Wolf Trap's 13th season opens June 28 with a variety of symphony and pop concerts, dance, the hit opera "The Mother of Us All" about Susan B. Anthony, and star performances by Judy Collins, Smokey Robinson, Harry Belafonte, Burl Ives, Arlo Guthrie, David Bromberg and others, executive director Ed Mattos announced yesterday.

At a cocktail party for the press in the elegant Washington townhouse of Wolf Trap founder Catherine Filene Shouse last night, Mattos said the nine-week, 56-performance season is especially "tailored to the Meadow Center," a temporary stage used while the burned Filene Center is rebuilt. The season is three weeks shorter than last year's, which had 69 performances.

Mattos said steps have been taken to improve the acoustics of the temporary structure, which drew complaints last year. Reserved seats will be available this year. "The elitist system rises again," said Mattos.

Shouse said the new $18 million Filene Center II should be ready for the 1984 season "if the weather's good to us." She said she met with architects and builders yesterday and, "We are very much encouraged."

Mattos said this season will open with three days of performances by the soloists of the Royal Danish Ballet and, following that, the National Symphony Orchestra, Bill Monroe and the Bluegrass Boys, and a traditional evening of military music. The season closes Aug. 28 with a Wolf Trap Opera Company showcase of highlights from "La Bohe me."

The season will include such varied attractions as the music and dance of Spain's 160-member national music theater, Zarzuela, which Mattos said is "indeed the hit show of Europe . . . with all the gaiety and life of" Spain; The Manhattan Transfer and America, pop music groups; a comedy and musical evening with the Smothers Brothers and The 5th Dimension; and Count Basie and His Orchestra.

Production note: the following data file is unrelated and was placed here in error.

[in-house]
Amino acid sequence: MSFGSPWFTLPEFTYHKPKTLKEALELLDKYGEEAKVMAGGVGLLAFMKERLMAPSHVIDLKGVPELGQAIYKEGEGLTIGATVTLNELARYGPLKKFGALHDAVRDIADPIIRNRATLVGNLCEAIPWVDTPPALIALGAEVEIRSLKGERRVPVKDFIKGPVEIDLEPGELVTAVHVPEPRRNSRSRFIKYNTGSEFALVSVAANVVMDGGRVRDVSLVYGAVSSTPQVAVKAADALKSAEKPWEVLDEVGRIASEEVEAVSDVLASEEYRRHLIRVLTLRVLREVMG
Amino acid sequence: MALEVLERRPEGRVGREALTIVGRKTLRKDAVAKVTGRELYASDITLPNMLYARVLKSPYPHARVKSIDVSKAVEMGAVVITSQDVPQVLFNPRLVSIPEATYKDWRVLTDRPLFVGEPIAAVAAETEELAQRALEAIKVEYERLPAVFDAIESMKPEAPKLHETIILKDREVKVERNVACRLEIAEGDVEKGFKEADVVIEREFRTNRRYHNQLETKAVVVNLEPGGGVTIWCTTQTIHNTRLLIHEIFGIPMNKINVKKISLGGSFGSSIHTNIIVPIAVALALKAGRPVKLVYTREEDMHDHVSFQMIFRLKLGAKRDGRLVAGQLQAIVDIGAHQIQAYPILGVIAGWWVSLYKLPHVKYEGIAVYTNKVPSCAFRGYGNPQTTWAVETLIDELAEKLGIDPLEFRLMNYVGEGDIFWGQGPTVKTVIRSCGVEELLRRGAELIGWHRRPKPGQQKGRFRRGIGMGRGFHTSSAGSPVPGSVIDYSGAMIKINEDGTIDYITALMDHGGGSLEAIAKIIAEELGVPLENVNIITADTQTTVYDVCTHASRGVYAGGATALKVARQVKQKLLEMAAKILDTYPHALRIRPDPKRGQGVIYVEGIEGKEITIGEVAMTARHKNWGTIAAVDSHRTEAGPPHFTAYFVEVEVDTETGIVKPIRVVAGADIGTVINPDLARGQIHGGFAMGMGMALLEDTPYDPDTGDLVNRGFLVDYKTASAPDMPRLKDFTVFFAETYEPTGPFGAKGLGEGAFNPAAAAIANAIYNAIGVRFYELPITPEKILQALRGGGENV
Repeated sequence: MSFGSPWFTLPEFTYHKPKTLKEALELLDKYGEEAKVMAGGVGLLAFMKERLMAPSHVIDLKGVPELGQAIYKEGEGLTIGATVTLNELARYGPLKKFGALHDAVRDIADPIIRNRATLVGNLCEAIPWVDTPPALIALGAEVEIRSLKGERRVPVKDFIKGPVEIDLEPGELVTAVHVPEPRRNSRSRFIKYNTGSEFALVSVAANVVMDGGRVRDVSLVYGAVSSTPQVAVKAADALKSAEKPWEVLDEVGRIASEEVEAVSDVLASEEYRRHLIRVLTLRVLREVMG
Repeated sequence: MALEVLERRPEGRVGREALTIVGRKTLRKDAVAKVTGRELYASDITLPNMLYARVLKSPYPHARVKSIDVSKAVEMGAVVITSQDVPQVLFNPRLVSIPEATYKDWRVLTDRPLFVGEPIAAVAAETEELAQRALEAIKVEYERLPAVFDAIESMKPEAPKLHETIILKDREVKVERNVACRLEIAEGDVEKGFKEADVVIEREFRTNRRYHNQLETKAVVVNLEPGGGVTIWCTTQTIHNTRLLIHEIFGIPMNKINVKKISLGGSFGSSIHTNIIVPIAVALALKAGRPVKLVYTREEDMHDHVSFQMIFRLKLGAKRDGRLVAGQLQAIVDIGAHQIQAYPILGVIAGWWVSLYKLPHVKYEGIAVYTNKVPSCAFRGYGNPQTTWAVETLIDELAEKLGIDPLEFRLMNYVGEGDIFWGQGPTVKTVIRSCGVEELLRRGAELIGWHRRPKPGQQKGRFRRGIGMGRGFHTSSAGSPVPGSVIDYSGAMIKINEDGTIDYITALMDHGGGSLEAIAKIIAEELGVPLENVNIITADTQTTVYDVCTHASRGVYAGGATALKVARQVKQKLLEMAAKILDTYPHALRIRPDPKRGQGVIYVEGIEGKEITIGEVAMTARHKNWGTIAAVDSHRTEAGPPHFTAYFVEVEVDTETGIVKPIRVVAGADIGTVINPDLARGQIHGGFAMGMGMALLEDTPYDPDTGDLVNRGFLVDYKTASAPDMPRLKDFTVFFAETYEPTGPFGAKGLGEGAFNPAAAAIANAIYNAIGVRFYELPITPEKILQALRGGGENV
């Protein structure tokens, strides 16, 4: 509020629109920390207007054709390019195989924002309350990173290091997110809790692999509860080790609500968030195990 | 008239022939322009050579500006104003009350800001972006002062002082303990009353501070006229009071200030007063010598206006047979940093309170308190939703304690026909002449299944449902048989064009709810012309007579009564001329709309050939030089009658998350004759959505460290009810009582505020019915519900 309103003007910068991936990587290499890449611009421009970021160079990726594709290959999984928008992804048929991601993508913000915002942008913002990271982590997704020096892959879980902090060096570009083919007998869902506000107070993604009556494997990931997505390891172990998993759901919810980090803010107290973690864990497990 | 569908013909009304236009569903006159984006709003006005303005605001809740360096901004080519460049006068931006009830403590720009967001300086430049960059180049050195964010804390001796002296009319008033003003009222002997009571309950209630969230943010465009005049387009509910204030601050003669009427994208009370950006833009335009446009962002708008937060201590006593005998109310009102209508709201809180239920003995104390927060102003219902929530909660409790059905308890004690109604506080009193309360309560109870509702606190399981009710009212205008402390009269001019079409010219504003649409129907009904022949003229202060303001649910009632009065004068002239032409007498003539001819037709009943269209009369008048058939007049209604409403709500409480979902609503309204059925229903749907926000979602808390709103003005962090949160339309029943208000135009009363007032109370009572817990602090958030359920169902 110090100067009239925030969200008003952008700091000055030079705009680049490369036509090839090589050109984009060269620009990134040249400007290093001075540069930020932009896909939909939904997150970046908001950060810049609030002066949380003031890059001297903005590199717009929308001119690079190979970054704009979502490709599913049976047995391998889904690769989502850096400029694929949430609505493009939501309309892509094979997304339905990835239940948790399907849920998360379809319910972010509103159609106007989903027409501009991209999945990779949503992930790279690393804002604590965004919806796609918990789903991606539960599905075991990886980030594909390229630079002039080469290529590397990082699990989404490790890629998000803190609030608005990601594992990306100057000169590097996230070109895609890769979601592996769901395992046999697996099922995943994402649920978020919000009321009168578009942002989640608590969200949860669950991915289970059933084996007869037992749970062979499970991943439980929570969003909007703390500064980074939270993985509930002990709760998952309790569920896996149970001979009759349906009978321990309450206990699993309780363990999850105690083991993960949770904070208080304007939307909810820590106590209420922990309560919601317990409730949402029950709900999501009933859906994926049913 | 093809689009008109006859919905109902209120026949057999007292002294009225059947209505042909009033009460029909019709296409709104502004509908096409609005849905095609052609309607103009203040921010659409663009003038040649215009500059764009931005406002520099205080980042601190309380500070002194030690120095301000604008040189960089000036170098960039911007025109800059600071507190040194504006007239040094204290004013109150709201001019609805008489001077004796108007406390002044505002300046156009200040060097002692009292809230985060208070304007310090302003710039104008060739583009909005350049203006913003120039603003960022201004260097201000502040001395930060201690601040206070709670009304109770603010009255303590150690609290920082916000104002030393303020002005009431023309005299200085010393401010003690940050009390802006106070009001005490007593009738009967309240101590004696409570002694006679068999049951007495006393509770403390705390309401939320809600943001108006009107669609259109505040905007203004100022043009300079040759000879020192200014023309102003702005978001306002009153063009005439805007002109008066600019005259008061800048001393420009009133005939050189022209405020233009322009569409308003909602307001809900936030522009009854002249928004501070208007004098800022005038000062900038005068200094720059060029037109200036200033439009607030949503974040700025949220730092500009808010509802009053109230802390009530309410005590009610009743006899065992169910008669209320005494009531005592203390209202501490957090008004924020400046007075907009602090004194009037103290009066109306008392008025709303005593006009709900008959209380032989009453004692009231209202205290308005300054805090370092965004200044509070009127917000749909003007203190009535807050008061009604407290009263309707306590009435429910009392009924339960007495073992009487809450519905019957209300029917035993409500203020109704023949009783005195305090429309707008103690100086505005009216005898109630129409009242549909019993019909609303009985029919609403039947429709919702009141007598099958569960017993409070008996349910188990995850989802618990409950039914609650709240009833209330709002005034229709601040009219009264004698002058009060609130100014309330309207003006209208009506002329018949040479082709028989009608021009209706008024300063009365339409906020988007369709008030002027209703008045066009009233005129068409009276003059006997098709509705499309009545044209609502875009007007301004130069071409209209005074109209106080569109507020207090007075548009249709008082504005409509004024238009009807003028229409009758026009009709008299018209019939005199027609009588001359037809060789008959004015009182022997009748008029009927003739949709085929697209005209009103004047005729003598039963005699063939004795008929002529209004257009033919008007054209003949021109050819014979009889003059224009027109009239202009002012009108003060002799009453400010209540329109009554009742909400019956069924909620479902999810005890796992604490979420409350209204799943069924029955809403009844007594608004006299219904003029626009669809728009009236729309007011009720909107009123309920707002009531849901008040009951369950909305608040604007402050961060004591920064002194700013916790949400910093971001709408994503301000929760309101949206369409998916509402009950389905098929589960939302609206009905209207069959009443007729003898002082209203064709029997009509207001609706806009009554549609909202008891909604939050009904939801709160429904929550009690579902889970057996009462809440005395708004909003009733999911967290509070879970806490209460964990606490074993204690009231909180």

For the first time, Wolf Trap will show a series of epic films, including "Gone With the Wind," "The Wizard of Oz," "Ben Hur," "2001" and "Captain From Castile." Mattos said the films will be shown on a 40-by-60 foot screen.

Besides Basie, jazz performances will include Betty Carter and Her Trio, the Preservation Hall Jazz Band, and a Gershwin Evening with Phyllis Diller and Marian McPartland. Dance will include the Joffrey II Dancers making their debut at Wolf Trap in three performances.

A strong offering of classical music will be made by the NSO, Baltimore Symphony, Cleveland Symphony and Richmond Symphony, which will play a pop concert with The New Swingle Singers.

Bluegrass programs will feature Bill Monroe and the Bluegrass Boys, Doc Watson, the Whites, Ricky Skaggs and the Seldom Scene. An Appalachian afternoon will feature Trapezoid and the Fiddle Puppets.

The Meadow Center is a modular structure of panels stretched between aluminium arches near the site of the Filene Center, which burned April 4, 1982.

The replacement structure under construction resembles the old one, but has more fire-protection devices. It is being paid for with a $9 million federal grant and $9 million in private funds that Wolf Trap is seeking to raise in a nationwide campaign.

Washington public-relations man Robert K. Gray, Wolf Trap's chairman, said yesterday $3.7 million has been raised in contributions and pledges from 10,000 people in 47 states and five foreign countries. He said this outpouring engendered "a great feeling of hope but you can see we've just begun."

In the same campaign, Wolf Trap is seeking to raise an $11 million endowment to support its programs and help keep down ticket prices, which this season will range from $4 for lawn seats to $16.50.